Science ensuring fairness at Chile 2015
"We got lucky," said Dr Yacine Zerguini, smiling when he thinks back to the important breakthrough that has facilitated his work as a member of FIFA's Medical Committee. "We were able to determine that the cartilage around the distal extremity of the radius at the wrist fuses in men around the age of 17."
That single discovery, made in 2006, could well have a significant impact on the 16th edition of the FIFA U-17 World Cup, which kicks off in Chile on Saturday.
"We carried out a number of Magnetic Resonance Imaging (MRI) scans on the wrists of players between the ages of 15 and 19," added Dr Zerguini, speaking to FIFA.com in the Chilean capital of Santiago. "Next we got people whose birth dates we were sure of and carried out a classification. That confirmed that no one under the age of 17 had fused cartilage."
This scientific advance was the fruit of work carried out by FIFA and the FIFA Medical and Research Centre (F-MARC), which Dr Zerguini, an orthopaedic surgeon from Algeria, has been a member of since 1994. Around the turn of the century, FIFA asked its Medical Committee if it was possible to develop a method to verify player ages.
"At the time there wasn't one," he explained. "But that's one of the roles of F-MARC, one of FIFA's specialist committees: to find techniques in the world of science and medicine to carry out this kind of thing. And that's what happened. Since 2006, we've been able to say whether a player is older than 17."
Health and equality "In all its competitions, FIFA has two priorities when it comes to the Medical Committee," said Dr Zerguini, who was involved in every stage of the project. "Firstly, there's the priority of looking after the health of players. That's the most important thing for us. Secondly, we have to guarantee fairness and equality. In youth competitions, you have to think that people might be tempted to cheat regarding player ages and field players a little older in order to win tournaments."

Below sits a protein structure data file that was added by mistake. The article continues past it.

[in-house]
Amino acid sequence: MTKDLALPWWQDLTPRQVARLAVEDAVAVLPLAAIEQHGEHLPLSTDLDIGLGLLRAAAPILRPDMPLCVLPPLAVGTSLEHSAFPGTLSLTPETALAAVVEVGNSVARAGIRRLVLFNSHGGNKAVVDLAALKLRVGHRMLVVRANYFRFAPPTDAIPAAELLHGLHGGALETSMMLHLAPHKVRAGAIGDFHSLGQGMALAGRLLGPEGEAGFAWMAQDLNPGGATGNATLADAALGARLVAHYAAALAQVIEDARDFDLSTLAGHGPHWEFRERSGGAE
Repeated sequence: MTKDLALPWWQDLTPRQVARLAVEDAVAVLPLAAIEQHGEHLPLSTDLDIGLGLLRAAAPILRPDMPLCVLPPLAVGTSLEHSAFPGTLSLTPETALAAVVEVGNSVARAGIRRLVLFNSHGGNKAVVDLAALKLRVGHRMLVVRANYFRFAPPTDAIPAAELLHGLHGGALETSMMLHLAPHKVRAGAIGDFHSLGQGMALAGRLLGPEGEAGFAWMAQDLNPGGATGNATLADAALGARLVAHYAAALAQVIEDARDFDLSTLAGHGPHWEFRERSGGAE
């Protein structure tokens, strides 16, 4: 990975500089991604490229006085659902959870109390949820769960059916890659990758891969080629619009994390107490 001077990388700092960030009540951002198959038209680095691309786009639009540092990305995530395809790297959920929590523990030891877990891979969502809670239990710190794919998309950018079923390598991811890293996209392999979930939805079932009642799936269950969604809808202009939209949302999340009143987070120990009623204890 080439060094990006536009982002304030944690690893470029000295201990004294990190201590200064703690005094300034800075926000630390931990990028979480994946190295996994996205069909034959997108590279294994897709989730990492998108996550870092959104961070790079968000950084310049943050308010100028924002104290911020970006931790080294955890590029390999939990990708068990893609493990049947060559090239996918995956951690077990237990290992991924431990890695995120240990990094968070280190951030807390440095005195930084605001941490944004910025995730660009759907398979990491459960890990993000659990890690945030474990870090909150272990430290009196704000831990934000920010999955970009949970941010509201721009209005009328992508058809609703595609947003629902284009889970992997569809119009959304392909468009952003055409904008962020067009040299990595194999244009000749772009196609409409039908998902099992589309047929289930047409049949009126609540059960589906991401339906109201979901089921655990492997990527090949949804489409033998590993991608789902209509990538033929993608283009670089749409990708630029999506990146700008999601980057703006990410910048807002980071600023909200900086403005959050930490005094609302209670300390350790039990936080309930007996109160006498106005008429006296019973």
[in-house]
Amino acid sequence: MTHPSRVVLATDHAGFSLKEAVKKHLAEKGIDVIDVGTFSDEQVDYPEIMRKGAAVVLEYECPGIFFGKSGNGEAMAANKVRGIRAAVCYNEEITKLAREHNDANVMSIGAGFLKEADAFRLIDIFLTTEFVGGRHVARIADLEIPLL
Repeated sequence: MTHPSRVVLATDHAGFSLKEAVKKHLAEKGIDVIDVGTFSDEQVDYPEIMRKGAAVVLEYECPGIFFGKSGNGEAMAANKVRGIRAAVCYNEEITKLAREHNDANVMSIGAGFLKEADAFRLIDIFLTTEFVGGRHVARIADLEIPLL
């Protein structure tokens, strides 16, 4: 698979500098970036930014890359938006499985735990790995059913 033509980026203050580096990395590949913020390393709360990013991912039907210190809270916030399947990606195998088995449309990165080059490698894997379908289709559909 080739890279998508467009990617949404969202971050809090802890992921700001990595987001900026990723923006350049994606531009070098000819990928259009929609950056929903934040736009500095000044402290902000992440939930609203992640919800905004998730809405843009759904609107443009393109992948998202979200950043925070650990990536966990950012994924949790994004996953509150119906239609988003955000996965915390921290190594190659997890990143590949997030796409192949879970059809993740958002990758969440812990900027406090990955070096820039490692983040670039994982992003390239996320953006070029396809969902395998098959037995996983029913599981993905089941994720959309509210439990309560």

To ensure that the 504 youngsters gearing up for Chile 2015 are the correct age, FIFA therefore requested that each of the competing teams' member associations carry out MRIs, with FIFA then following up with random tests on four players.
"The new idea was to use MRIs because the other techniques to determine bone age depend on traditional radiology, which emits radiation,"Dr Zerguini explained. "From an ethical point of view, radiographies are not permitted without a medical reason. And, in any case, we wouldn't have done it just to verify the age of a player. But MRIs pose no danger, so we can impose them on teams."
Dr Zerguini is also keen to banish certain preconceptions. "Scientifically, I can tell you there is no link between somebody's appearance and their age," he said. "If you take a basketball player who is 7'3 at the age of 20, he couldn't be 4'11 at 16.
"It's the same for secondary sexual characteristics, such as facial hair; that varies a lot and doesn't mean anything. And there is a lot of variation according to ethnicity as well. That's why we carried out our study in each of the confederations – in Asia, Africa and elsewhere – to be able to say that it works."
For the moment, the test is only applicable to male players at U-17 level. "We applied the same method to girls and we noticed that happens a little sooner with them," says Dr Zerguini, who is also hopeful of developing a procedure for U-20 tournaments. "There are study programmes under way at the moment to do the same thing with U-20 players, but it's still too early to talk about those yet."